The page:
Clark is transferring some of his behaviour patterns with Lex onto Ollie. Excluded from the mansion and, in this episode, from visiting Lana even when she's in hospital (more-neutral ground), he bursts in to Oliver's apartment instead. Oliver doesn't respond with anger, but he does make a point of remarking on Clark's poor manners: 'or you need to learn how to knock!' In a similar manner, Oliver draws a clear line when Clark asks how he managed to keep his satellites working on Dark Thursday ('trade secret'). Clark is presumptuous in his friendship with Oliver in a way that implies he's directly transferring emotions/behaviour from his relationship with Lex. It must baffle Ollie!
But in this episode we see their friendship settle and deepen. Ollie sits on the barn stairs while Clark does chores. This is the first scene between them that does not include discussion of or line-drawing about boundaries. They are comfortable with one another--they are friends and they can relate to one another. And the bond that links them in this episode is taking responsbility for bad things that they've done. This is perfect for Clark right now, who is just facing up to his own responsbility vis a vis the Zoners. And it must be good for Ollie too to have an equal. Since distancing himself from his school circle and reinventing himself as a secret hero, Oliver must have been very isolated. So I'm not surprised to see him settling down in a friendship with Clark. It's also nice that he's not pushing the boundaries there too much--he hasn't pried into Clark's own secrets, even though he must suspect something after Chloe fumbled about the Dark Thursday article. Clark finally has a healthy male friendship! *squeee* I also loved his reaction to Chloe's 'in person, he's really...' Clark's little smile and nod indicated, 'yes, yes, he IS'--there was ownership and fondness there--Oliver isn't just Lois's hot new boyfriend! :-p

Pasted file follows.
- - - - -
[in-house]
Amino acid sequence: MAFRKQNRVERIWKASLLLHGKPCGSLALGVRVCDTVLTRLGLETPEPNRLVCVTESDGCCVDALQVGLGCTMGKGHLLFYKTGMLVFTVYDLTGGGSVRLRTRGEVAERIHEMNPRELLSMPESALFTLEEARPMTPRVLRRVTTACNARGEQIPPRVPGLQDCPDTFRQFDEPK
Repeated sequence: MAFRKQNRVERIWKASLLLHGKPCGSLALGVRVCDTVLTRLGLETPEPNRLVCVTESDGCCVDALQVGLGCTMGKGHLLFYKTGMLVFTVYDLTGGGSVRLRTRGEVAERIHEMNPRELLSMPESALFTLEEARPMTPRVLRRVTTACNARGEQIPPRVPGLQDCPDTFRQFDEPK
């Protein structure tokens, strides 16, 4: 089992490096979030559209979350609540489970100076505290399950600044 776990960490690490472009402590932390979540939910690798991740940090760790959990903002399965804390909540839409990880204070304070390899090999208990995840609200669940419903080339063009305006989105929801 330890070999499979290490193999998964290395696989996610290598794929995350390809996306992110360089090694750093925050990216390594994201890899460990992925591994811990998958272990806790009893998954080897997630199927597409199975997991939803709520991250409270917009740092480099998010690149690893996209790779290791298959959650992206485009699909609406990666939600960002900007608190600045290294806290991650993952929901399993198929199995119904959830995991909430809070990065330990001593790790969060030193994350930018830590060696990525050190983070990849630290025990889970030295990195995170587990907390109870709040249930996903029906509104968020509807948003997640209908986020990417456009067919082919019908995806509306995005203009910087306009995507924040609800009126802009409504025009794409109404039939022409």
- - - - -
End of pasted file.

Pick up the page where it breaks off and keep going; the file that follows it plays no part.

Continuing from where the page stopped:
Wall of Weird goes global
The world is opening up to Clark--the Zoners are going to take him all over the world, even Australia perhaps! The final reveal about Raya was very exciting. But what was even more exciting was seeing Clark continue to take responsibility for the results of his actions. The matter of the village in India is of great concern to Clark. He wants to know if he is responsible. Notably he doesn't sink into emo-guilt-trauma as he might have in first season ('The meteor shower was my fault'), but he seeks to find the truth objectively ('I need to know for sure') and is prepared to shoulder responsibility if it is his. In this he speaks against both Martha and Chloe who seek to comfort Clark and reassure him of his own 'goodness'. This was useful at an earlier stage of his development but is redundant now. Clark's moved past them in their thinking and is looking at the bigger picture. Chloe and Martha both focus on the potential murder of Lex, but I doubt that's Clark's focus--he's thinking much further back--if he had worked with Jor-El from the start, finished his training, heeded his warnings, Zod's arrival could have been averted in a different way. And he's learning not to shy away from the big picture, less direct consequences of his actions.